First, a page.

Grounds for Sculture

Founded by Seward Johnson – Sharon Lorenzo visits the Sculpture Park, Museum, Arboretum and Restaurants.

Dejeuner sur L’Herbe, 1863, Edouard Manet

Grounds for Sculpture is a 42 acre park with an assemblage of over 270 works of art located in Hamilton, New Jersey.  Visitors can stroll around the grounds and enjoy a lunch or dinner with family and friends in their restaurants.   Begun in 1984 with the purchase of the old Trenton Fair Grounds by the family foundation of the artist J. Seward Johnson II, the park is now a public charity run by professional staff and curators who gather works from the donor with loans and purchases from other artists and collectors.

Seward is the grandson of the founder of Johnson and Johnson, a major multinational medical and pharmaceutical company, started in 1886. He worked briefly at the company, then began his career in the visual arts full time. Working mostly in bronze, he began with early works that involved body casts and small assemblages. He created an atelier in the park that is now able to produce works that are over 25 feet high weighing 17 tons. Through designs on computers that are reproduced in Styrofoam for editing and redesign before the final casting, Seward has now sold icons of Americana to many countries around the world.

The installation noted above, Dejeuner Déjà Vu, is Seward’s interpretation of a work by Edouard Manet completed in 1862-1863, which is presently at the Musee D’Orsay in Paris. This picture was rejected by the official French Salon in 1863 and subsequently exhibited at the Salon des Refuses. It sold in 1878 for 2,600 francs, and Manet’s contemporaries wrote that it was his vision of ladies bathing in the Seine River near his home. Historians have discovered that the model who is looking directly at the viewer was a woman that Manet used frequently in his works, Victorine Louise Meurent. His brothers and brothers-in-law were the male models for the picnic. The nakedness of the woman was indeed a shock to the Parisian public, although many other artists from the Renaissance forward used the nude figure in pastoral scenes as noted in the following work by Titian.

The Pastoral Concert, Titian, 1510

Art historian Kenneth Clark wrote that there is a difference in the perception of the nude and the naked form in art: the nude being the classical figure of the female who is serene and disengaged, and the naked icon who is engaged through her direct gaze with the viewer. In Manet’s Dejeuner, the female is an identifiable individual whose form is shocking to see without clothes in such a setting. My feeling is that this erotic encounter was created by Manet by design, to call attention to his work in a rather staid art market at that time.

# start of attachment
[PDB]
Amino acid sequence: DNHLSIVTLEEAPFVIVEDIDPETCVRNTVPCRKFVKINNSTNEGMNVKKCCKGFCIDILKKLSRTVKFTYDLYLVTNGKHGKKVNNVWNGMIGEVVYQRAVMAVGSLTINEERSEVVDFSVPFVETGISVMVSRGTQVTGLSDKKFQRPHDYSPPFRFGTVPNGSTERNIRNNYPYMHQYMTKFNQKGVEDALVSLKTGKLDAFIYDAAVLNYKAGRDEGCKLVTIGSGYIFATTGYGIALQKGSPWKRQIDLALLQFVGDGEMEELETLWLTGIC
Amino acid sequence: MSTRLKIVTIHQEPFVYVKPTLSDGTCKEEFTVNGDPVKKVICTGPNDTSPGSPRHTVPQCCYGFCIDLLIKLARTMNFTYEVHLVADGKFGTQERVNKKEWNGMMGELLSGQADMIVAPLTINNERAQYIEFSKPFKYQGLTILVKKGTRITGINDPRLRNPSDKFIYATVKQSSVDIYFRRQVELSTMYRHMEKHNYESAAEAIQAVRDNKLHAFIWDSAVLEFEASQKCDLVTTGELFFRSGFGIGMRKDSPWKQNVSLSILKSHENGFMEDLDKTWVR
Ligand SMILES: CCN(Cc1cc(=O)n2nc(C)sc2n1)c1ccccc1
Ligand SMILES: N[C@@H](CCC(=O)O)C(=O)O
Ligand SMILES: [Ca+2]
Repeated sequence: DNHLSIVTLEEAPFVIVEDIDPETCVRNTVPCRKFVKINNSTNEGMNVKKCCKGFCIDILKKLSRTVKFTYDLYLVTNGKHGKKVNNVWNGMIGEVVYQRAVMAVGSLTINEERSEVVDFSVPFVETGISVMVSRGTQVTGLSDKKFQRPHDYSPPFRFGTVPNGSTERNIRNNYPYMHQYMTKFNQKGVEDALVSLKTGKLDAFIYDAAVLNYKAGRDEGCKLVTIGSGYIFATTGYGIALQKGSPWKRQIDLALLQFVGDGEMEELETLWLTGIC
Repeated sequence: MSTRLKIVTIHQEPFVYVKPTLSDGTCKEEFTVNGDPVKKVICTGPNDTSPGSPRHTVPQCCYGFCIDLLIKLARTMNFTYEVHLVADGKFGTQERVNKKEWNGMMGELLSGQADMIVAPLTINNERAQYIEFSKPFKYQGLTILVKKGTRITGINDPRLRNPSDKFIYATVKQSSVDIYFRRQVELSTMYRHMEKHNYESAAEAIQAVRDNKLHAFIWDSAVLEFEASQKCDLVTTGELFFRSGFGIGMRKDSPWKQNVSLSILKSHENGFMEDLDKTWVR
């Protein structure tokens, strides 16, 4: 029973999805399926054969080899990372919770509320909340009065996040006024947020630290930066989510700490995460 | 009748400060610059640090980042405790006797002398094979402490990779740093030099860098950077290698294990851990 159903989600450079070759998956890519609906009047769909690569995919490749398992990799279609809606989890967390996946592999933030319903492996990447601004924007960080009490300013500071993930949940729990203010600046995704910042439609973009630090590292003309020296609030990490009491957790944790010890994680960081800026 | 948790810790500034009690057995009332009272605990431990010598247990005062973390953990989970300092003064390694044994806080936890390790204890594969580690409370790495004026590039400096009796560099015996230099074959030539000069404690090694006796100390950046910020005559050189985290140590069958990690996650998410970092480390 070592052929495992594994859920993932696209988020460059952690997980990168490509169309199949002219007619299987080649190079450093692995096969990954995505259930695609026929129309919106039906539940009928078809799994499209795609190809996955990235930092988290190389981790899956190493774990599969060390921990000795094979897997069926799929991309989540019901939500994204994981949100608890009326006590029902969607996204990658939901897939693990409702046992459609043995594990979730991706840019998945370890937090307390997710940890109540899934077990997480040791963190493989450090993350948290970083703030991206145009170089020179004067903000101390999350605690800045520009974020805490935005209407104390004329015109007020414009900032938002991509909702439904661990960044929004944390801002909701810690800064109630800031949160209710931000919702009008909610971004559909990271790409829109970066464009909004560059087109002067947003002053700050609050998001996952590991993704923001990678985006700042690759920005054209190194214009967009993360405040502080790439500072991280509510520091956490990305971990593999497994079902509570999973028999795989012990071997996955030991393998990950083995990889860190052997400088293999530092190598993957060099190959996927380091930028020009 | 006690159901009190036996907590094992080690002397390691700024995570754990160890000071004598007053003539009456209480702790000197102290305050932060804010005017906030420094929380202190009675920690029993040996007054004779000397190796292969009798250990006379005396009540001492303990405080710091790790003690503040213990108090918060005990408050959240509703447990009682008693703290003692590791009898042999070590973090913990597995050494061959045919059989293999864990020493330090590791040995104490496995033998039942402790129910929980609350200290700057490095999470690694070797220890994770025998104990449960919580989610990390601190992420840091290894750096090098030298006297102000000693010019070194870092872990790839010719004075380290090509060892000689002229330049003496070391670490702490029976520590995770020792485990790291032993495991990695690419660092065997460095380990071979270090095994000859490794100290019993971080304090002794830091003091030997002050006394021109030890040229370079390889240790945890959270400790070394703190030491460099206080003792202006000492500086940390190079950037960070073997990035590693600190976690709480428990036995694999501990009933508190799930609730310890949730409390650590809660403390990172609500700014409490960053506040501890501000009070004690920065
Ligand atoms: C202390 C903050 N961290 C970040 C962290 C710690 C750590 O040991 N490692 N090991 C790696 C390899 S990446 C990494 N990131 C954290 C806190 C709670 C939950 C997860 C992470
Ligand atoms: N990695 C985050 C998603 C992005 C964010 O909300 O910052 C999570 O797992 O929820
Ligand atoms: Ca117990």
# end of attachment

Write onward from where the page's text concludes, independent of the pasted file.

Seward has installed his work in a quiet green arbor in the park, sheltered from the passerby who must step into the area to observe this naked picnic. Art law specialists have debated the legal efficacy of this kind of appropriation of another artist’s work. The current legal view is that this work in three dimensions is a “new work of art” and thus not a copyright violation nor illegal taking. By altering major elements like size, shape and form, Seward has created his own picnic with a nod to Manet as his inspiration, and it is a “fair use” of the prior work.[1]

This modality is present in many other of Seward’s works, where he has adopted the artistic form of others:

  1. Once again the model Victorine Louise Meurent was used by Manet to engage the viewer in another work that was rejected by the Salon. Olympia, 1865.
  2. This is a three dimensional interpretation of a photo taken in 1945, and once again the copyright was not violated as it was a sculpture based on the prior image, Unconditional Surrender, 2005.
  3. Based on the screen image of Marilyn Monroe from the film, The Seven Year Itch, this work is 26 feet high and weighs 17 tons. Forever Marilyn, 2011.
  4. This work is 27 feet high and weighs 27,000 pounds as Seward’s interpretation of the art work, American Gothic, by Grant Wood of 1930 which is 31 by 26 inches. God Bless America, 2008.

A visit to the Grounds for Sculpture is a very engaging art adventure. You can see these and many other works of art and marvel at Johnson’s innovations and those of his peers. The restaurant is lovely, and the food is excellent. Seward’s artistic appropriation and innovation will evoke a response from all ages who will be either shocked, pleased, outraged or laughingly entertained. No one comes away without a lasting memory of his artistic excellence and innovative thinking.

Seward Johnson 2017


[1] Cariou v. Prince, 714 F. 3rd 694 (2d Cir. 2013).


Header graphic – Dejeuner Déjà Vu, 1994, Seward Johnson